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Social identity

The Social Identity Approach in Social Psychology

Stephen Reicher, University of St Andrews

Russell Spears, Cardiff University

S. Alexander Haslam, University of Exeter

In M. S. Wetherell & C. T. Mohanty (Eds.) Sage Identities Handbook. London: Sage.
Author note: This was written collaboratively and authorship order is arbitrary

The social identity approach in social psychology


In this contribution we review a family of social psychological theories, most notably Social Identity Theory (SIT) and Self-Categorization Theory (SCT), which together constitute what we refer to as the Social Identity Approach. These theories are linked by their concern with the processes which surround the way that people define themselves as members of a social group – which, here, is the meaning of the term ‘social identity’. At a conceptual level, this approach serves to transform the understanding of identity in psychology. It stresses the sociality of the construct in at least three ways. First, social identity is a relational term, defining who we are as a function of our similarities and differences with others. Second, social identity is shared with others and provides a basis for shared social action. Third, the meanings associated with any social identity are products of our collective history and present. Social identity is therefore something that links us to the social world. It provides the pivot between the individual and society.

But the social identity approach should not be seen as an exercise in social theory. Within its broad framework, social identity researchers have specified detailed processes that give practical insights into the ways that groups work in society. We will address a number of these including the nature of influence and persuasion, how leadership works and the nature of group stereotypes. This work has been applied to the behaviour of many different types of groups from electorates, to crowds, to work organizations. Indeed the power of the theory is in direct relationship to its range of application.

The very richness of the theory is also a source of danger. Particular postulates can be drawn from the overall framework and developed in ways that ignore or even contradict its foundational premises. Most importantly, the social identity approach seeks to address how psychological processes interact with social and political processes in the explanation of human social behaviour. It seeks to work with, rather than to roll over, other disciplines and accepts that much of the explanation of action is not psychological at all. However there are always tendencies to overstate ones contribution and to explain everything in terms of social psychology. The history of social identity research is not innocent of such tendencies. These are not only misguided, they are dangerous. Empires generally perish by over-reaching themselves, and academic empires are no different.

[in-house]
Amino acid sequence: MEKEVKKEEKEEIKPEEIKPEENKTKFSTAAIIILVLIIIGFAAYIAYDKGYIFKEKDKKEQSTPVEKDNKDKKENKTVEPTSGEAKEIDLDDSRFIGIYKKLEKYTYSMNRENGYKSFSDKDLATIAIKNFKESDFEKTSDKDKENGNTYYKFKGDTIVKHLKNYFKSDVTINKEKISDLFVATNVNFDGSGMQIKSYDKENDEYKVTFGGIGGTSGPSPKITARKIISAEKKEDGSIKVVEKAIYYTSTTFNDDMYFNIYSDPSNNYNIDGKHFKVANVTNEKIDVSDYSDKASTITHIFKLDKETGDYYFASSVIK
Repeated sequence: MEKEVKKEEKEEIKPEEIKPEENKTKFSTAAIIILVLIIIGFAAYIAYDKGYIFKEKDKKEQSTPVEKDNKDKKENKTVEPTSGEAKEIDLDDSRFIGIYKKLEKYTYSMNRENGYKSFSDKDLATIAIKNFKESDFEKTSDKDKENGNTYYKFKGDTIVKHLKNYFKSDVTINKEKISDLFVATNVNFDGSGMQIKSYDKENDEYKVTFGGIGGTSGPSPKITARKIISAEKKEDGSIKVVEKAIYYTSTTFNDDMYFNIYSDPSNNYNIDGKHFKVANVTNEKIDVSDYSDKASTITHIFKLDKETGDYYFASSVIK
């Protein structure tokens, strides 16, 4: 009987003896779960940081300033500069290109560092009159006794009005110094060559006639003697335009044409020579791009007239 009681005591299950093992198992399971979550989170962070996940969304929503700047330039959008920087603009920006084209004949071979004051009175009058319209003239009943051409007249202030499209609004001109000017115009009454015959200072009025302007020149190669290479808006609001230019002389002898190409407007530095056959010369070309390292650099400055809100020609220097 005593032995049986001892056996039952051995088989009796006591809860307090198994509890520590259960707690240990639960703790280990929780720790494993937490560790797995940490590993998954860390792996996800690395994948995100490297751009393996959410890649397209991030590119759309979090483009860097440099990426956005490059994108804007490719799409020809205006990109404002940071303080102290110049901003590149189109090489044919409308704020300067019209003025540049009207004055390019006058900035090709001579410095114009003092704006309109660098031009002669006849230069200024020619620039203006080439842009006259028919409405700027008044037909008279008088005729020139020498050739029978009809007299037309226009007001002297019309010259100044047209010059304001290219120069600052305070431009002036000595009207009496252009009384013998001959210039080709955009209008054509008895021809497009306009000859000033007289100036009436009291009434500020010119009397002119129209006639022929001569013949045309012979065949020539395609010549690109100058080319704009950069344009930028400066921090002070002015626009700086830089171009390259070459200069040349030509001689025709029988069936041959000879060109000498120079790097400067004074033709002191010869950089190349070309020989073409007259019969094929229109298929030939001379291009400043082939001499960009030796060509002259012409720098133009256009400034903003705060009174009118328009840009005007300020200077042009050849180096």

For these reasons, our emphasis in this contribution is principally on the principles and tenets of the social identity approach. It is not meant as a comprehensive literature review. It is meant to provide a road map from which the reader can approach the social identity literature, can understand the questions and assumptions underlying it, can locate specific studies within the overall enterprise, and, occasionally, can evaluate whether these studies exemplify and expand social identity principles or violate them.

We start by putting the social identity approach into its historical context(s). We explain the questions and concerns that shaped its development. Next we outline the core theories themselves – SIT and SCT. We then go on to look at more recent developments of the theory, both in terms of its application to broader phenomena (such as emotions and interpersonal relations) and in terms of conceptual attempts to come to terms with the full complexity of the relationship between social identity and social reality. Finally, we explain why social identity principles sit well with other disciplines in providing a rounded explanation of human action. In sum, we seek to demonstrate that the social identity approach provides a social psychology for the social sciences.

1. Roots and influences

The social identity approach in social psychology was initiated in the early 1970’s by the work of Henri Tajfel and his colleagues on intergroup processes. One of the cornerstones to this approach is an insistence that the way in which psychological processes play out is dependent upon social context. Rather than using psychology to supercede other levels of explanation of human action, the aim is to account for when and how social structures and belief systems impact on what people do. To paraphrase John Turner, the social identity approach forces psychologists to turn their heads towards the social world. This being the case, it makes sense to start by considering how social context shaped the concerns and contours of the social identity approach itself.